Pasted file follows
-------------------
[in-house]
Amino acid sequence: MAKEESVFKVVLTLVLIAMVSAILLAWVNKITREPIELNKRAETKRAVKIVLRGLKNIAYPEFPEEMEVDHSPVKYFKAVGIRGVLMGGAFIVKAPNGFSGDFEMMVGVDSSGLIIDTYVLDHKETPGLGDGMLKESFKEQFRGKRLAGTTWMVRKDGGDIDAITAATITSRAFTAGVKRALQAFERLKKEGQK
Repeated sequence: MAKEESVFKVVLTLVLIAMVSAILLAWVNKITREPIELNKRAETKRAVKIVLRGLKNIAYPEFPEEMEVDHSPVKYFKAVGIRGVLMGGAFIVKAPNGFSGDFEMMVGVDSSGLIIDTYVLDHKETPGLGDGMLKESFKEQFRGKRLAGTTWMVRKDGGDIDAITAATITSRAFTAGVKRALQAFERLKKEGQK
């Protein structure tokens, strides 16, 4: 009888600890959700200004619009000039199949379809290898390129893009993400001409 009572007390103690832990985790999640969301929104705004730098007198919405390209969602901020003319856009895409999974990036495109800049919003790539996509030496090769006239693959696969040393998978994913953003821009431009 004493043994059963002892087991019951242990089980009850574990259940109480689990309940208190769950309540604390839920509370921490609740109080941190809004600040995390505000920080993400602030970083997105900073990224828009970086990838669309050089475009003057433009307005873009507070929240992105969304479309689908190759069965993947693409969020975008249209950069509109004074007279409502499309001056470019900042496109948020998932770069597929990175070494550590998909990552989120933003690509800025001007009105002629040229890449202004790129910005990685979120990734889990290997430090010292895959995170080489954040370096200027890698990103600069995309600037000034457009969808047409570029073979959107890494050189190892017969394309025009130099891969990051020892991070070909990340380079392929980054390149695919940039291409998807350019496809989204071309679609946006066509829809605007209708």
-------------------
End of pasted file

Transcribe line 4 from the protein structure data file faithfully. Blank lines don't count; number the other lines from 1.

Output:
């Protein structure tokens, strides 16, 4: 009888600890959700200004619009000039199949379809290898390129893009993400001409 009572007390103690832990985790999640969301929104705004730098007198919405390209969602901020003319856009895409999974990036495109800049919003790539996509030496090769006239693959696969040393998978994913953003821009431009 004493043994059963002892087991019951242990089980009850574990259940109480689990309940208190769950309540604390839920509370921490609740109080941190809004600040995390505000920080993400602030970083997105900073990224828009970086990838669309050089475009003057433009307005873009507070929240992105969304479309689908190759069965993947693409969020975008249209950069509109004074007279409502499309001056470019900042496109948020998932770069597929990175070494550590998909990552989120933003690509800025001007009105002629040229890449202004790129910005990685979120990734889990290997430090010292895959995170080489954040370096200027890698990103600069995309600037000034457009969808047409570029073979959107890494050189190892017969394309025009130099891969990051020892991070070909990340380079392929980054390149695919940039291409998807350019496809989204071309679609946006066509829809605007209708």